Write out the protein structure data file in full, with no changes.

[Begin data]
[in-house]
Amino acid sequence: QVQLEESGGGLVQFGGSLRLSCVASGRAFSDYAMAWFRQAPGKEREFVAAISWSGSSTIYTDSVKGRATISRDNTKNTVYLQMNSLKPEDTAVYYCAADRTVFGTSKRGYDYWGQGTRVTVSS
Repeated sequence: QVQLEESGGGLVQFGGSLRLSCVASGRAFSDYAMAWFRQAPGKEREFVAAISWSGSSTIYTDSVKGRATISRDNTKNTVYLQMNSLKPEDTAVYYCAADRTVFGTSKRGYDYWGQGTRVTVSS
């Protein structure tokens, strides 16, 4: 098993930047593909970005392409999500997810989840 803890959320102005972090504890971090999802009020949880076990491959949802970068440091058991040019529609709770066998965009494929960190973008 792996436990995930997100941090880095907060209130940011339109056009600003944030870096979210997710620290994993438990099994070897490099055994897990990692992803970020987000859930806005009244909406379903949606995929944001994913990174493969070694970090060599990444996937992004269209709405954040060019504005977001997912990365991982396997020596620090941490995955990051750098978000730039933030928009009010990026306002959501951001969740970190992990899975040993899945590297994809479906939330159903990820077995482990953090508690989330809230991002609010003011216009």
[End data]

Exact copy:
[in-house]
Amino acid sequence: QVQLEESGGGLVQFGGSLRLSCVASGRAFSDYAMAWFRQAPGKEREFVAAISWSGSSTIYTDSVKGRATISRDNTKNTVYLQMNSLKPEDTAVYYCAADRTVFGTSKRGYDYWGQGTRVTVSS
Repeated sequence: QVQLEESGGGLVQFGGSLRLSCVASGRAFSDYAMAWFRQAPGKEREFVAAISWSGSSTIYTDSVKGRATISRDNTKNTVYLQMNSLKPEDTAVYYCAADRTVFGTSKRGYDYWGQGTRVTVSS
């Protein structure tokens, strides 16, 4: 098993930047593909970005392409999500997810989840 803890959320102005972090504890971090999802009020949880076990491959949802970068440091058991040019529609709770066998965009494929960190973008 792996436990995930997100941090880095907060209130940011339109056009600003944030870096979210997710620290994993438990099994070897490099055994897990990692992803970020987000859930806005009244909406379903949606995929944001994913990174493969070694970090060599990444996937992004269209709405954040060019504005977001997912990365991982396997020596620090941490995955990051750098978000730039933030928009009010990026306002959501951001969740970190992990899975040993899945590297994809479906939330159903990820077995482990953090508690989330809230991002609010003011216009």